Terror bombing is a technique of strategic bombing. By late war it chiefly involved area bombing of residential neighborhoods of heavily populated urban areas using a mix of high explosive fragmentary bomb and incendiary munitions in the purposeful attempt to cause massive firestorms as a way of more effectively destroying structures (and the people inside them) then purely HE fragmentary bomb raids. This categorized RAF doctrine since 1941-42 and USAAF since late 1944 into 1945, especially into the Pacific, where limitations on daylight precision bombing forced the same situation to justify nighttime area terror bombing with incendiary munitions with various justifications about going after cottage industry, workers homes, etc, where the real justification, according to countless quotes of the men in charge, was to terrorize the enemy into surrendering by targeting their morale. Its no different then the nuclear theory of countervalue strikes against population centers holding no military value to force an enemy surrender or better yet prevent war through deterrence of massive casualties, the only difference being (as MacCurdy demonstrates in his book on morale) that atomic bombs work at breaking morale, while conventional bombing, even with incendiaries, does not.The use of the term 'terror bombing' indicates a lack of objectivity. An interesting appraisal of the Dresden bombing can be found here: The WWII Bombing of Dresden: Propaganda and Mythology. By: Michael W. Kramer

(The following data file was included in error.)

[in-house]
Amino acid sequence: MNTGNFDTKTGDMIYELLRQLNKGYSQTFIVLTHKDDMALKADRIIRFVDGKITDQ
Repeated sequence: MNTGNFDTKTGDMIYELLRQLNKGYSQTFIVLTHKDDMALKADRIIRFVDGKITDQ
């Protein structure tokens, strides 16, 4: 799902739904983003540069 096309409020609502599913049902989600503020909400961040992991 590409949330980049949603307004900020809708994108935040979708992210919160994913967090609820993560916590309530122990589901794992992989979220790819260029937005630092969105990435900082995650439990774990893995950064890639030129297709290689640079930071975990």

I already stated that the Feb 45 Dresden raid (the one the OP is asking about) was operational level bombing, it wasn't designed to get the Germans to surrender, not designed to do anything more than cause mass damage to impede movement of troops and logistics, cause traffic buildup, cause a major regional emergency requiring aid to be delivered to the city, all while in conjunction with a massive Soviet offensive aimed at crossing into the eastern German border. In that, I actually think it would have been worthwhile if it had been conducted about 2-3 weeks earlier, while the Soviets were still launching their offensive in the area, which by the time the raid was actually conducted, was already over with, making the raid kind of superfluous.